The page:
Once we start to question the opinions in our strategy then we begin to wonder how to check whether they are true or not. How can we find out? Well, we need to create an experiment. An experiment is effectively doing something that tells you whether your opinion is correct or not. The best approach is to adopt a scientific attitude by predicting the results you expect based on the opinions that you have. You want to test a hypothesis (your opinion) by predicting a result that would be true if the original hypothesis was correct and then measuring the result. This will determine if your hypothesis is correct… or not. And this is the crucial part. Predict the results that will support your opinions. So, going back to our restaurant scenario, let’s say that your business plan has projected revenues from 100 covers per day (opinions). How could you check whether your proposed location could support that number? Counting footfall during the day outside the location will give you some indication of potential passing trade but that in itself doesn’t necessarily relate to covers. You could do some research to establish a conversion metric. Perhaps you could talk to other restaurant owners, or view your competitors on the high-street to understand their average number of covers (as well as footfall for their location too). This research will give you some numbers to apply to any location you view. If the footfall is X over a specific period then it’s large enough to support the revenue goals of the business. You could also design other experiments such as surveying passers-by to get some qualitative data around their eating habits, what type of food they like, how often they eat out, etc. Unlike Russell Norman, I’m not a restaurant guru but the get the idea. The crucial part, and the bit where most entrepreneurs go wrong, is to predict the data you need to validate your opinions and, if you don’t get the data you need, change your opinion.

Let’s go with mine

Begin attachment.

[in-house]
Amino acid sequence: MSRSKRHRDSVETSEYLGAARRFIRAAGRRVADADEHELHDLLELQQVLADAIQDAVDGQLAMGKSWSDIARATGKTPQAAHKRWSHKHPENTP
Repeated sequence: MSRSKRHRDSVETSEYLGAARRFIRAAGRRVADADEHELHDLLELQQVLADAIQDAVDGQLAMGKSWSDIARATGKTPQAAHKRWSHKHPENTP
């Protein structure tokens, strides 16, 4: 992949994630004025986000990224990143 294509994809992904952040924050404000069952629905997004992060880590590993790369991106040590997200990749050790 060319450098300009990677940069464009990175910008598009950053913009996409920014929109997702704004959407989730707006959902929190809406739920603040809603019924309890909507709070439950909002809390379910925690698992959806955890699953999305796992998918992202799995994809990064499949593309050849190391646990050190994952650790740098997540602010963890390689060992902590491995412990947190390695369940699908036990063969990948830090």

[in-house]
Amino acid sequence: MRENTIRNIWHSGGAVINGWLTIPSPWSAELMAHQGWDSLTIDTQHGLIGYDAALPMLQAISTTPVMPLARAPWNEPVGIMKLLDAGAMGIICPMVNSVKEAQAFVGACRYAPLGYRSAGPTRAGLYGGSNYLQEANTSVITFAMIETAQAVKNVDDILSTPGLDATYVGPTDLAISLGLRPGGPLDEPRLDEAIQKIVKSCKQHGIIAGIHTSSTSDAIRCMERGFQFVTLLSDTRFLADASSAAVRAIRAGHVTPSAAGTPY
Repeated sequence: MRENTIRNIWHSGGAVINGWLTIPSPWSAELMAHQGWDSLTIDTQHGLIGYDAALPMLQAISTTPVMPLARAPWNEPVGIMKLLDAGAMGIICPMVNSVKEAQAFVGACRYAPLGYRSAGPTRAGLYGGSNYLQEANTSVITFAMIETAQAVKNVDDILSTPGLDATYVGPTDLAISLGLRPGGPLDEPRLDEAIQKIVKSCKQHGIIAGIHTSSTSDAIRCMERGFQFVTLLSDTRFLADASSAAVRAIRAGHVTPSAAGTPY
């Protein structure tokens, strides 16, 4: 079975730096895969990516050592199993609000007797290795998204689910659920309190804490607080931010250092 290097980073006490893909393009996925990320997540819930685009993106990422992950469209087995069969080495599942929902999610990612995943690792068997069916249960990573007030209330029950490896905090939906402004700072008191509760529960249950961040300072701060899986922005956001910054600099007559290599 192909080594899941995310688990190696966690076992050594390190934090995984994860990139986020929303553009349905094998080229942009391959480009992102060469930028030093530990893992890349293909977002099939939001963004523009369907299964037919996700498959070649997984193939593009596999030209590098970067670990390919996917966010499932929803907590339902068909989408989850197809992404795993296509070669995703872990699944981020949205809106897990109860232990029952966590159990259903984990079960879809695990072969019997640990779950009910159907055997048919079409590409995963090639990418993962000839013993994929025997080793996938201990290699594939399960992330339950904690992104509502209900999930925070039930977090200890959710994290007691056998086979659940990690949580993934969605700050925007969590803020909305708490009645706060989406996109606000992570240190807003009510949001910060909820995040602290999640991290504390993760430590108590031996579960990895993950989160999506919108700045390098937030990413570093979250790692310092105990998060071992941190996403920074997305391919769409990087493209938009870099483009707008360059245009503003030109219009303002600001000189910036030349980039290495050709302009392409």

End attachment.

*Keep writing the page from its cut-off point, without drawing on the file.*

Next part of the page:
Of course, the reality is that most, if not all, entrepreneurs act on opinion and back themselves that they are correct. Entrepreneurs like to shoot from the hip and ask questions later. In my experience, as both a business owner and a consultant working with 40+ startups over the last 10 years, where many entrepreneurs go wrong is when they don’t get the result they expect (or want) they don’t go back to the strategy or plan. They don’t question or change their opinions when the data tells them otherwise. I’ve seen so many examples of failed marketing campaigns where the entrepreneur’s reaction is “we just need to get the messaging right”. Which is basically saying the market is wrong because they “just don’t get it”. This reaction is usually because to think otherwise challenges the fundamental opinions that they have based their business on. A classic problem of the sunk costs trap. But, despite all that, as I said at the beginning, I love Jim Barksdale’s quote because it also captures perfectly how many decisions are actually made in business – “let’s go with mine”. Truth be told, if every business took the time to really dig into and test every opinion and assumption that is baked in their strategy they wouldn’t do anything. And there’s the rub. In reality, all startups are, in and of themselves, an experiment. They’re based on the opinion of the entrepreneur and, most often, their blinkered view and determination to make it happen. For startups, and to some extent all businesses, uncertainty is part of the game. Often there’s so many variables that no experiment will capture enough data. Creating an experiment, is, by definition not the end product or service. It’s enough to give you insight but, ultimately, it still leaves you with some uncertainty. You can sit outside a potential restaurant location counting passers by all you want but it still won’t tell you definitively if the high street is ready for your Thai-Mexican burger concept until you actually open your doors. So, at some point, every entrepreneur has to look into the unknown and say “let’s go with mine”. Published originally by David Regler on LinkedIn in 2014